[T]he appellant contends that the convening authority was an accuser and prohibited from convening his court-martial. Based on the record before us, we find no evidence that Captain Lynch became personally involved with the appellant to the extent that he became an accuser. Assuming arguendo that he did become an accuser, which we do not, his failure to forward the charges to the next higher level of command for disposition was a nonjurisdictional error, which was waived by the appellant’s failure to raise it at his court-martial. Rule for Courts-Martial 904(e), Manual for Courts-Martial, United States (1998 ed.); [United States v.] Shiner, 40 M.J. [155,157 (CMA 1994)]. We find no plain error. See United States v. Fisher, 21 MJ 327, 328 (CMA 1986); United States v. Powell, [49 MJ 460 (1998)]. In light of the serious nature of the charges facing the appellant, we find it unlikely that any competent authority would not have referred this case to a special court-martial. Consequently, we find no fair risk that the appellant was prejudiced by the error. See Art. 59(a), UCMJ.

Unpub. op. at 3.

Having reviewed the record, we agree with the analysis of the Court of Criminal Appeals. Accordingly, we find that the Navy-Marine Corps Court of Criminal Appeals did not err by affirming appellant’s conviction.

The decision of the United States Navy-Marine Corps Court of Criminal Appeals is affirmed.


1 Specifically, appellant was convicted of: (1) unauthorized absence for failing to attend a seabag inspection, in violation of Article 86, Uniform Code of Military Justice, 10 USC § 886; (2) false official statement, for submitting a travel voucher containing false information, in violation of Article 107, UCMJ, 10 USC § 907; (3) larceny, for stealing an orders endorsing stamp from the TPU Yokosuka in violation of Article 121, UCMJ, 10 USC § 921; (4) forgery, for stamping the false travel voucher he submitted with the stolen orders endorsement stamp and thereby falsely stating he was on temporary duty to TPU Yokosuka when he was actually on leave, in violation of Article 123, UCMJ, 10 USC § 923; (5) obstruction of justice, for stealing a page from the TPD Sasebo quarter deck log book containing an entry pertaining to an alleged unauthorized absence of appellant, in violation of Article 134, UCMJ, 10 § 934; and (6) another larceny, for stealing a disposable camera from the Navy Exchange Sasebo, in violation of Article 121.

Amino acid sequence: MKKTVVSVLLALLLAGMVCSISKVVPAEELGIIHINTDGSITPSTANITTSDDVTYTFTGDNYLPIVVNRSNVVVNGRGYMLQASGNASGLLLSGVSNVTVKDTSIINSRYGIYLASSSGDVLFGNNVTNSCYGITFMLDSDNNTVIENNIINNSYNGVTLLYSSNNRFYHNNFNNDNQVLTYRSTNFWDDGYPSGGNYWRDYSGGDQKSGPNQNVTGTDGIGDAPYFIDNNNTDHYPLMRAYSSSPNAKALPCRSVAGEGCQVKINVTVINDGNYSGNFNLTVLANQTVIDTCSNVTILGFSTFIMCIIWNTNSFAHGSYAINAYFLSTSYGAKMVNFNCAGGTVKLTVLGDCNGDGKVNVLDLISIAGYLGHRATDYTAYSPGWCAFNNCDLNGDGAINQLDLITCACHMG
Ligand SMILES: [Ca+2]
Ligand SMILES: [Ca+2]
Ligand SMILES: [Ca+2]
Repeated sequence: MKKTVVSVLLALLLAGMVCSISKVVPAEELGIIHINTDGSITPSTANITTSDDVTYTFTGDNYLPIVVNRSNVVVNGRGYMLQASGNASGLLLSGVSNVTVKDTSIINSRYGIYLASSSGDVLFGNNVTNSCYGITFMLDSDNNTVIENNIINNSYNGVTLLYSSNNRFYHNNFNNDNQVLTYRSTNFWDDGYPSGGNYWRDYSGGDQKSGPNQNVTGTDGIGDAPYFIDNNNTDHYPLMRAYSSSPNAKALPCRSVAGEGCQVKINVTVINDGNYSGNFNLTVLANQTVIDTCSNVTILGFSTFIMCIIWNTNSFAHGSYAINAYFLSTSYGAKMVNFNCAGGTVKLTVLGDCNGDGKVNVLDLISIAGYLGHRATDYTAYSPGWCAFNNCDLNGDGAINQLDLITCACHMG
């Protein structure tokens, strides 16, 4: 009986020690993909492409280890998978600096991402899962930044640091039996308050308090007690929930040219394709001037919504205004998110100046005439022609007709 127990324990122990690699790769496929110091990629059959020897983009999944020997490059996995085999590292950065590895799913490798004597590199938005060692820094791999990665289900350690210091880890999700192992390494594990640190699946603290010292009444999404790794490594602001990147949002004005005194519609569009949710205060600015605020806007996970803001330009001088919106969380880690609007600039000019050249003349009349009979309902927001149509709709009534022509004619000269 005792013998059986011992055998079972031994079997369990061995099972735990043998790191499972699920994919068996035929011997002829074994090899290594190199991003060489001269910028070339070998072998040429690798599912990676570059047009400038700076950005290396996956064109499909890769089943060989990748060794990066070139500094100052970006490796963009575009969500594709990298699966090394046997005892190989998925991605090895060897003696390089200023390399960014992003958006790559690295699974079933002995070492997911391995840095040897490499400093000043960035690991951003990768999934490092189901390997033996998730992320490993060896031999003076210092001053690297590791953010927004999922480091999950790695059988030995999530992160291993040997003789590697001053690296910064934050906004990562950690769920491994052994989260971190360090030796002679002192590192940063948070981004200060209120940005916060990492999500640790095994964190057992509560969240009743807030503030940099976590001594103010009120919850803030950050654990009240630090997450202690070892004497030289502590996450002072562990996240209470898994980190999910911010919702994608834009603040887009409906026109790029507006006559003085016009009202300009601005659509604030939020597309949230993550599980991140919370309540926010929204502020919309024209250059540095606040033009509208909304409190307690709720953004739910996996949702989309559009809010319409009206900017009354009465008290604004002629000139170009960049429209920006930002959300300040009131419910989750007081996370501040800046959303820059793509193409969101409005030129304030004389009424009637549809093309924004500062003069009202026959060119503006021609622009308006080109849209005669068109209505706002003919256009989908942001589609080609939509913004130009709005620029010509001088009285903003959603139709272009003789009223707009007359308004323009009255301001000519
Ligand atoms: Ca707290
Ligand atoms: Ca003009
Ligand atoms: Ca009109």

2 Appellant was on active duty as an Operations Specialist Third Class, Transient Personnel Unit, Fleet Activities, Yokosuka, Japan.

EFFRON, Judge, with whom SULLIVAN, Judge, joins (concurring in part and in the result):

I agree with the majority opinion, except to the extent that it may be read to suggest that this case provides an appropriate vehicle for deciding whether the status of a convening authority as an accuser can be passively waived, as opposed to being the subject of a knowing and intelligent waiver. I note that the decision in this case is not based upon waiver, but rests instead upon the conclusion that the convening authority was not an accuser. The majority opinion appropriately endorses the holding of the lower court that "[b]ased on the record before us, we find no evidence that Captain Lynch became personally involved with the appellant to the extent that he became an accuser." Unpub. op. at 3.

A personal order does not necessarily implicate a commander's personal interest such that he becomes an "accuser" and is disqualified as a convening authority. See United States v. Voorhees, 50 MJ 494 (1999). The order that appellant disobeyed was a routine, administrative type of order that virtually automatically flowed from the fact of appellant's arrest for shoplifting. No reasonable person would conclude that it represented any personal, versus official, interest of Captain Lynch or that its violation was an act that a commander would take personally. See Art. 1(9) and 23(b), UCMJ, 10 USC §§ 801(9) and 823(b), respectively; United States v. Gordon, 1 USCMA 255, 261, 2 CMR 161, 167 (1952). Under these circumstances, the issue of waiver does not arise because the record does not support appellant's contention that the convening authority had become an accuser.